It's nice to go away on holiday where it's warm and sunny all the time, but it's even nicer to back home to the unpredictability of our weather systems.
At least you don't get bored!
Three more images from Liz's and my favourite spot on the Mediterranean island of Mallorca, Port de Soller.
If anyone asks me for a recommendation for the nicest place to stay or visit on the Mediterranean island of Mallorca, I would tell them 'Port de Soller'.
Port de Soller rapidly became Liz's and my go to location during our last stay on the island, so naturally, I have plaenty of photos of this lovely place, of which I'll share the best here at goHOWiE.com.
Today's two images from Liz's and my holiday in Mallorca were both taken from the side of the MA-10 road that runs down the west coast of the island.
One view I found slightly disappointing, the other, not so.
No matter where I go, if there's a coastline then I'll look for lighthouses.
So I was very pleased to find these two lovely specimens during Liz's and my holiday on the lovely Mediterranean island of Mallorca.
These three images are a study in colour, with emerald green seas, deep blue skies and, in one instance, a vivid red flag.
Colours that are typical of a hot afternoon on a Mallorcan beach, but where were the people?
You can also see a video of the waves at Cala Molins, just click on the link and then hit your browser's 'BACK' button to return.
With a beach disco to the left, and high rise apartments to the right, Liz and I didn't spend long at Cala Aguila on the Mediterranean island of Mallorca.
Just long enough to find and photograph the lovely eroded limestone headland, sandwiched between the other 'attractions'.
To see a larger version of this image, and to read more about it, click on the link or thumbnail to go to the Rocks, Mallorca #1 photo page.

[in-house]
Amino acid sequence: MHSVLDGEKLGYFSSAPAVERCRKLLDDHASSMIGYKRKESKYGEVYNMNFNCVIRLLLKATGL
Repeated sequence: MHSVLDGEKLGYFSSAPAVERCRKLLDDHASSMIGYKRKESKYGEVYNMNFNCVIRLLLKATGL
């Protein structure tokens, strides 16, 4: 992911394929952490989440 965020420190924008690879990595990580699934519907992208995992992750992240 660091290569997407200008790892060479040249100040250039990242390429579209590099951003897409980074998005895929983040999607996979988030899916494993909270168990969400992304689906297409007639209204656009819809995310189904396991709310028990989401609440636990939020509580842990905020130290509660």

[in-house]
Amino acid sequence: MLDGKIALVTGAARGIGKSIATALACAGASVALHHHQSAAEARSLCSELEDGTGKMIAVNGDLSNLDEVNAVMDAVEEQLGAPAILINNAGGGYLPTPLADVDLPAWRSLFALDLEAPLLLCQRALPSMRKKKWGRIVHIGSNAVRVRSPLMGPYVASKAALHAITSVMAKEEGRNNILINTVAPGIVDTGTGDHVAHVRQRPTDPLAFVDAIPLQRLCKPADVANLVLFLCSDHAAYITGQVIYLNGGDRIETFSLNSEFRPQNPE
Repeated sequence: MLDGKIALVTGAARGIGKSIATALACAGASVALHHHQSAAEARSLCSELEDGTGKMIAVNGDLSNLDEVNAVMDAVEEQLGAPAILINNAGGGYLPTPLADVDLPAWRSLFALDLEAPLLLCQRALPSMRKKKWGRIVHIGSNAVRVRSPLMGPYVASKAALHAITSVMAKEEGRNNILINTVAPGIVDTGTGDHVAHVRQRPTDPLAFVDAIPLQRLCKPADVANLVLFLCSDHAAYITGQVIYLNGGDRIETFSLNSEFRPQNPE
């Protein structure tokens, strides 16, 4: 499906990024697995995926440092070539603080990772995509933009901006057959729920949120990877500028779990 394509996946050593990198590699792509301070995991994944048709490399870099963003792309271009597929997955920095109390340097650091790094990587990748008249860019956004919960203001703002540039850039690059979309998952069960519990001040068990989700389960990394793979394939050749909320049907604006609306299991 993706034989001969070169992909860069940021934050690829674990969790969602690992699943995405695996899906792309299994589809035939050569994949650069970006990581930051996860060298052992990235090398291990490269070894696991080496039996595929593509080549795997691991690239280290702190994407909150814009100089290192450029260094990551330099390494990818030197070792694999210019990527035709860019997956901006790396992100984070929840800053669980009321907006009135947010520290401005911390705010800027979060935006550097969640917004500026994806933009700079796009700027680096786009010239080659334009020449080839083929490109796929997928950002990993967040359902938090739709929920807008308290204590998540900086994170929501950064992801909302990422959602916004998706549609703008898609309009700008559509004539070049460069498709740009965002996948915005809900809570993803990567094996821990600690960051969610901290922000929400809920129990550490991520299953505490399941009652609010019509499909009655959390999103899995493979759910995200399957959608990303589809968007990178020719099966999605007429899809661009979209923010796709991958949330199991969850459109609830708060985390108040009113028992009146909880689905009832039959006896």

I found this delightfully shaped tree perched on the side of a cliff at the Mirador de ses Animes on the west coast of Mallorca
Of course - I couldn't resist photographing it!
To see a larger version of this image, and to read more about it, click on the link or thumbnail to go to the Twisted Tree, Mallorca #1 photo page.
Another pair of images from our last visit to the Mediterranean island of Mallorca, this time showing the Torre del Verger watchtower at the Mirador de ses Animes on the west coast of the island.
Both photos were taken under similar lighting conditions, but the colour image has a lot more of a holiday feel to it compared with the more dramatic monochrome version.
It's amazing how you can affect the mood of an image through colour, or the lack thereof.
Here's one of those 'spot the difference' puzzles.
These two stitched panoramic images, showing a view over the lovely Port de Soller on the Balearic island of Mallorca, are pretty much identical in composition, but very different in lighting, with one image taken in the mid-afternoon with relatively clear skies and one at sunset with a heavy bank of cloud rolling across the frame.
Each is a decent image in its own right, but the mood between the two is completely different, caused solely by the difference in lighting.
My wife Liz and I have been off on our travels again.
This time we've paid a second visit to the Balleric island of Mallorca in the Mediterranean sea, to spend more time exploring the wilder places on the mostly beautiful place.